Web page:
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CIA chief Brennan ‘determined’ to speak out more this year
Question of the Day
National security issues are too often twisted by partisan politics, according to CIA Director John O. Brennan, who said Tuesday that he will make more public appearances during his second year as a top spy for the Obama administration to counter an American media and political system that “mischaracterizes” the intelligence community.
“I made a deliberate decision my first year that I was going to not come out and give speeches,” Mr. Brennan told an audience at the Council on Foreign Relations in Washington. “I have now decided to come out.”
Beyond making occasional and mandated appearances before congressional oversight committees, CIA directors are known to remain generally behind the scenes while serving a given administration.
Mr. Brennan’s comments Tuesday suggest he’s preparing to shift from that long-standing trend and may be eager to try and connect with audiences. He appeared on stage at the Council on Foreign Relations with a cane in his hand, revealing that he recently fractured his hip after slipping on a patch of black ice.
During an question-and-answer session moderated by Andrea Mitchell of NBC News, Mr. Brennan spoke of the critical view he holds toward the nation’s media and toward political partisanship.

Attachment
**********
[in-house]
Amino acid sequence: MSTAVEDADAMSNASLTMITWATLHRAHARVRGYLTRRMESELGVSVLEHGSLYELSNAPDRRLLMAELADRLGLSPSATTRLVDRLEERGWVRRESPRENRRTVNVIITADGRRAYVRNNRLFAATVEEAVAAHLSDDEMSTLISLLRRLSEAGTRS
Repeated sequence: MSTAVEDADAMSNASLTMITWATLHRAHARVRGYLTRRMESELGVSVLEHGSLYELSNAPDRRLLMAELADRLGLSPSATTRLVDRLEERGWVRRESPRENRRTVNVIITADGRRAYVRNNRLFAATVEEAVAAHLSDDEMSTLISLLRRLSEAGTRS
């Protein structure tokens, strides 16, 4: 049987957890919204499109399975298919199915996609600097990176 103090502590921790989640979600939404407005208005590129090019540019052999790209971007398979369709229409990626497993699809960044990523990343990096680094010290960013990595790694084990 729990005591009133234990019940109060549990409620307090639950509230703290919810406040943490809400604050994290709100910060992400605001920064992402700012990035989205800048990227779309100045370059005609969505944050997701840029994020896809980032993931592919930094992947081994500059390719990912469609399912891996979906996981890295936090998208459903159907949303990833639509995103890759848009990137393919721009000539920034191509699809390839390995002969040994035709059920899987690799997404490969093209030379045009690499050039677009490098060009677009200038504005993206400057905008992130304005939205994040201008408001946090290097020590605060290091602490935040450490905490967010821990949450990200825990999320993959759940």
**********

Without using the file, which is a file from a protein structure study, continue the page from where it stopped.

“I find too often in Washington,” Mr. Brennan said, “that there are comments that are made for partisan purposes, which is very unfortunate because I think national security is too important to allow it to be used by the partisan politicians.”
The situation is worsened, he said, by a news media that makes regular practice out of seizing upon and drawing attention to “out of context” soundbites.
“The narrative out there publicly is one-sided and misrepresents and mischaracterizes what the intelligence community’s professionals do on a day-to-day basis,” said Mr. Brennan. “This country has gone through so much over its history. We need to keep it strong. We need to keep it safe. And, the world is a challenging place. And so the CIA plays, I think, a very important role there and I am going to go out more and more.”
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About the Author
Guy Taylor is the National Security Team Leader at The Washington Times, overseeing the paper’s State Department, Pentagon and intelligence community coverage. He’s also a frequent guest on The McLaughlin Group and C-SPAN.
His series on political, economic and security developments in Mexico won a 2012 Virginia Press Association award.
Prior to rejoining The Times in 2011, his work was ...
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